It’s a cliché that time heals all wounds. The grief counselor told me that grief was like a giant rock. At first, it’s too heavy for us to carry. We can barely move it. Eventually, we can move it farther and farther, and soon the rock is easier to carry. Not because it weighs less, but because we are stronger.
Another expert once explained to me that psychological distance can help us deal with trauma and grief, but I’ve discovered that the opposite is true. When we are closer to these events, we can see the small moments of joy that are overshadowed by the trauma, by the grief, by the distance. These moments led me to think about Ethan’s life: not the signs I might have missed or dismissed—I’d been doing that already—but the moments filled with joy, moments more than the usual milestones of birth and the litany of firsts (words, steps, school).
There are so many moments that I could list, moments that spark joy, but more importantly, these moments provide a more complete picture of who Ethan was as a person. At one of his memorials, his friends regaled us with stories that, had we known at the time, would probably have ended up with him grounded forever. (He was into parkour and somehow, he and his friends ended up on the top of the SuperTarget down the street. At two in the morning.) nstead, we watched his friends tell the story. We watched them smile and laugh at Ethan’s bravery, his audaciousness. And we found joy as well.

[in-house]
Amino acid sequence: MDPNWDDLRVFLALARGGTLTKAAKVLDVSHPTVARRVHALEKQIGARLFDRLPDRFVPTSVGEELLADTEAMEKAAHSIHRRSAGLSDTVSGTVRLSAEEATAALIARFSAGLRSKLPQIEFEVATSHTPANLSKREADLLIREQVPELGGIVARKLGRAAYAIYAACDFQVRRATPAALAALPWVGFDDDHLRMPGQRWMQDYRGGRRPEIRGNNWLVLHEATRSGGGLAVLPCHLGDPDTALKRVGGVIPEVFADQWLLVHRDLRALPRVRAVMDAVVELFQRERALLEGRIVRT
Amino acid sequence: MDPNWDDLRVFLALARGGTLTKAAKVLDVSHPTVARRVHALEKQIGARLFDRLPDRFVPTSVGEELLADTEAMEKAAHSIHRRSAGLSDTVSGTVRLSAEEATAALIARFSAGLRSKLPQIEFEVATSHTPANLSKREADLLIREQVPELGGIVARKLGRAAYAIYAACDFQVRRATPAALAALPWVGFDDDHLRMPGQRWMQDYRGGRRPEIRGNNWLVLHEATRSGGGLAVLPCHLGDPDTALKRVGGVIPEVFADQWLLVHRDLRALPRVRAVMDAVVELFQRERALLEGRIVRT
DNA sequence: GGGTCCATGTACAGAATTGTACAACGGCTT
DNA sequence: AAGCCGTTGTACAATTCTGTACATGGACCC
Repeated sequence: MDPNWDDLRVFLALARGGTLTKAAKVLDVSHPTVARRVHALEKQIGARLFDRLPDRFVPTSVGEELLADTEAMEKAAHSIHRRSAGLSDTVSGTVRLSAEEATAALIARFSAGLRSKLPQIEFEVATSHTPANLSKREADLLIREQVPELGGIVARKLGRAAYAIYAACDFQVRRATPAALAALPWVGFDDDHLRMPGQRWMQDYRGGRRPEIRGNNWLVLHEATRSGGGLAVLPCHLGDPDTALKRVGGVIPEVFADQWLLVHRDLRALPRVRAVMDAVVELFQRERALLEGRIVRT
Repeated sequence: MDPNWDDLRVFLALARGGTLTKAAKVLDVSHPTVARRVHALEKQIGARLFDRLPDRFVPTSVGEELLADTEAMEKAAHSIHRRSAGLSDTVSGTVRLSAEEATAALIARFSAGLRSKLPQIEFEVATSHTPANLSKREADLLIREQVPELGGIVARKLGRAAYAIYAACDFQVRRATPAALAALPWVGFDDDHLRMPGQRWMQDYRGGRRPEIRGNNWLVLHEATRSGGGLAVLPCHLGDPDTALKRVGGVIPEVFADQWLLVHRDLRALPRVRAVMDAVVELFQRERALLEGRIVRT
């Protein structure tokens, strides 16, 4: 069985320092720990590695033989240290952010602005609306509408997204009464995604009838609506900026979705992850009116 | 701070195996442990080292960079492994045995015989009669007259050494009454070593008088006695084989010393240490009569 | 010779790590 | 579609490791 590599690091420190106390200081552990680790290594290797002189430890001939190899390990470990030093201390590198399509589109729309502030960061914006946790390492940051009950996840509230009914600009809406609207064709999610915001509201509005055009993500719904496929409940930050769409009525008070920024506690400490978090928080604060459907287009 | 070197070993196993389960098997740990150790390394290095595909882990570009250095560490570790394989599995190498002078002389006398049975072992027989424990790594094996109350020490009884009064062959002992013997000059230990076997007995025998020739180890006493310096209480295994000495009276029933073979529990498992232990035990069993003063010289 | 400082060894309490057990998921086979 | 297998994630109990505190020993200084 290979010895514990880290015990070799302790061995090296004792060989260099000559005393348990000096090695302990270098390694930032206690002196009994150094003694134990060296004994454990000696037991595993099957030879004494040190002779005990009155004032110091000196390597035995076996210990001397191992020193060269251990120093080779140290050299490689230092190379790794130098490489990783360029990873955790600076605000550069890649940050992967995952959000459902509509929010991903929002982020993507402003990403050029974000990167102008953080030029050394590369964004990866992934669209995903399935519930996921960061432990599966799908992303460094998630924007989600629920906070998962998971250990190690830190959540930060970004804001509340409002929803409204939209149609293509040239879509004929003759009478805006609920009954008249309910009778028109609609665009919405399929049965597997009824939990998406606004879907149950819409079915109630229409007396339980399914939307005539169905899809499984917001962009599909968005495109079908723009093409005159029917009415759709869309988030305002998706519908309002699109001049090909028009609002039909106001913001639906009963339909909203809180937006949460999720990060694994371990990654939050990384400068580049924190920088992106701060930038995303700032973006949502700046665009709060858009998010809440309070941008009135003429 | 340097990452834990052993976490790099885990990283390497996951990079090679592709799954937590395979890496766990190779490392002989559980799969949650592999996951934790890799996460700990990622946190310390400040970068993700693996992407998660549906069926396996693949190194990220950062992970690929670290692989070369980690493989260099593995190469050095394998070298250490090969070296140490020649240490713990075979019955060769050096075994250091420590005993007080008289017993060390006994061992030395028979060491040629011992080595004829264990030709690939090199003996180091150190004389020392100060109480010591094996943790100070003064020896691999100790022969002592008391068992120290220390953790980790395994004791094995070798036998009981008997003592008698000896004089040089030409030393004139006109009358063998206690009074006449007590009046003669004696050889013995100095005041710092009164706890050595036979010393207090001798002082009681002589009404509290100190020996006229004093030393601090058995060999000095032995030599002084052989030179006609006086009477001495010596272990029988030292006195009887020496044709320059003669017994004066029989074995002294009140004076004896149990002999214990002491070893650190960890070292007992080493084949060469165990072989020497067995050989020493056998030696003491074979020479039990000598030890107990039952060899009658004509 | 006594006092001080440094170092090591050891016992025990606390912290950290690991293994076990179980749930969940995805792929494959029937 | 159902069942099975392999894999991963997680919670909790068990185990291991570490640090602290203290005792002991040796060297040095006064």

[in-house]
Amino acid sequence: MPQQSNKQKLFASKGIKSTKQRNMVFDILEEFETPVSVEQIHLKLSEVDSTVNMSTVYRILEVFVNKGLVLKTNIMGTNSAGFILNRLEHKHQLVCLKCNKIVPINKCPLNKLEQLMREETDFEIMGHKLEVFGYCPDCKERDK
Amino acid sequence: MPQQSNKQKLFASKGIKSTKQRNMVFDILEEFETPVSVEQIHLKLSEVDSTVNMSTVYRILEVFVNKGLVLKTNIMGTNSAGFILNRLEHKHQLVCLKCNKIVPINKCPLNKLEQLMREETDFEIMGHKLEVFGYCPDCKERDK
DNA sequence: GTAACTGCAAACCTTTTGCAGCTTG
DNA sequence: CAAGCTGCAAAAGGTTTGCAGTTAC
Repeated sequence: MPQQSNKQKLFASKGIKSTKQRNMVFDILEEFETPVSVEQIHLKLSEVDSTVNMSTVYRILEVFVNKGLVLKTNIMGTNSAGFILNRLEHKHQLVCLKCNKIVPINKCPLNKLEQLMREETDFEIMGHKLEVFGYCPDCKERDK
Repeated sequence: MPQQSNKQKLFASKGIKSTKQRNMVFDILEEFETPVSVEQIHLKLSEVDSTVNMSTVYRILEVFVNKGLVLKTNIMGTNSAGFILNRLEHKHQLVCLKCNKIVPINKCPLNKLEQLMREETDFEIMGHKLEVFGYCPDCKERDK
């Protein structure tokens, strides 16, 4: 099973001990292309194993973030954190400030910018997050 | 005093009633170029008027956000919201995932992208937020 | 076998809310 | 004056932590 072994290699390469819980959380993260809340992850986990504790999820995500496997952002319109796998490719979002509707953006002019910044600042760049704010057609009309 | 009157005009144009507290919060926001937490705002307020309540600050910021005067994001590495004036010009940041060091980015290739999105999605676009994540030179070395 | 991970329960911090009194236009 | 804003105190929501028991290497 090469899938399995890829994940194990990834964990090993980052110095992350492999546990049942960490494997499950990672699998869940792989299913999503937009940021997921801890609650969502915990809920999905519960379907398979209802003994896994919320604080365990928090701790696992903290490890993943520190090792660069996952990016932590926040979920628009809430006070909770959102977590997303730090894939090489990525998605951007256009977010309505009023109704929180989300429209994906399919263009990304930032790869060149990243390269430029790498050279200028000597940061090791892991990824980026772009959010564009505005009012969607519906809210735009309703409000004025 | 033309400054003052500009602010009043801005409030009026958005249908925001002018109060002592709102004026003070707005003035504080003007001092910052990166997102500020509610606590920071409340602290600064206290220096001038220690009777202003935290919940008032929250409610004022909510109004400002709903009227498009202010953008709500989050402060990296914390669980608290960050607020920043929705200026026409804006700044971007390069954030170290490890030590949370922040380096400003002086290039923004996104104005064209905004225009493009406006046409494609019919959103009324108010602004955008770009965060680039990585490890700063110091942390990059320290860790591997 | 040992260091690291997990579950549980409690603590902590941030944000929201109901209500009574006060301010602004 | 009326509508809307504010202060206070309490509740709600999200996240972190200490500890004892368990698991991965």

I never would have imagined that I would be where I am now, that I would be able to think of Ethan without breaking down in tears. And there are days that I can’t, and the pain is just as fresh as the first time I heard the news, but most of the time, I can think of him with joy. I think about the friends he made, the lives he touched. We crack jokes about all the laundry he left behind, about the sink that was permanently stained the summer he dyed his hair pink. Seeking out and these moments is a microscope that magnifies the effect his life has had on us. Finding these moments in the midst of all the darkness is how we heal, how we recover from the tragedies in life. And Ethan, my wonderfully droll son who once created a religion based around a large plastic yellow bath duck named Dave and who wanted “Hey Ya” played in the middle of his funeral, would probably agree.
Photo Credit: Sebastian Mey from Pixabay